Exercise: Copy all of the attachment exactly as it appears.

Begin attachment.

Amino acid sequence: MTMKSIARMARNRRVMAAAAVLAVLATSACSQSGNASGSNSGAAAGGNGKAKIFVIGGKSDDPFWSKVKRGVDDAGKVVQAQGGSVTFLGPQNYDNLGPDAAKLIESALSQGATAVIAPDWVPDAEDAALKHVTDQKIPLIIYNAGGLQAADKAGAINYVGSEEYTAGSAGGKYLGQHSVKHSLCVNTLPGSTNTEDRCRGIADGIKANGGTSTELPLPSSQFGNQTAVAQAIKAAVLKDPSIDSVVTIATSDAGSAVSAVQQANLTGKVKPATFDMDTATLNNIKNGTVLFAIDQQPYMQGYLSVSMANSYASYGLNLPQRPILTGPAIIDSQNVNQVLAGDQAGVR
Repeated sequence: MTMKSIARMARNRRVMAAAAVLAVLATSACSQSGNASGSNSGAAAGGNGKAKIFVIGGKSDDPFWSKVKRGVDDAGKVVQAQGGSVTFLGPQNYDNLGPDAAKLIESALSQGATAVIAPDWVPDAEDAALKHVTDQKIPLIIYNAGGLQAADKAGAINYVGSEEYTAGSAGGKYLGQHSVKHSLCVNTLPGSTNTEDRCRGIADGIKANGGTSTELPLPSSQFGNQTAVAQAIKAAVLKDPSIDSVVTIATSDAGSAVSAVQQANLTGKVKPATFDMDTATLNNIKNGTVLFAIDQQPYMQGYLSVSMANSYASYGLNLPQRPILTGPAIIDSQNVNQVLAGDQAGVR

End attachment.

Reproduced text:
Amino acid sequence: MTMKSIARMARNRRVMAAAAVLAVLATSACSQSGNASGSNSGAAAGGNGKAKIFVIGGKSDDPFWSKVKRGVDDAGKVVQAQGGSVTFLGPQNYDNLGPDAAKLIESALSQGATAVIAPDWVPDAEDAALKHVTDQKIPLIIYNAGGLQAADKAGAINYVGSEEYTAGSAGGKYLGQHSVKHSLCVNTLPGSTNTEDRCRGIADGIKANGGTSTELPLPSSQFGNQTAVAQAIKAAVLKDPSIDSVVTIATSDAGSAVSAVQQANLTGKVKPATFDMDTATLNNIKNGTVLFAIDQQPYMQGYLSVSMANSYASYGLNLPQRPILTGPAIIDSQNVNQVLAGDQAGVR
Repeated sequence: MTMKSIARMARNRRVMAAAAVLAVLATSACSQSGNASGSNSGAAAGGNGKAKIFVIGGKSDDPFWSKVKRGVDDAGKVVQAQGGSVTFLGPQNYDNLGPDAAKLIESALSQGATAVIAPDWVPDAEDAALKHVTDQKIPLIIYNAGGLQAADKAGAINYVGSEEYTAGSAGGKYLGQHSVKHSLCVNTLPGSTNTEDRCRGIADGIKANGGTSTELPLPSSQFGNQTAVAQAIKAAVLKDPSIDSVVTIATSDAGSAVSAVQQANLTGKVKPATFDMDTATLNNIKNGTVLFAIDQQPYMQGYLSVSMANSYASYGLNLPQRPILTGPAIIDSQNVNQVLAGDQAGVR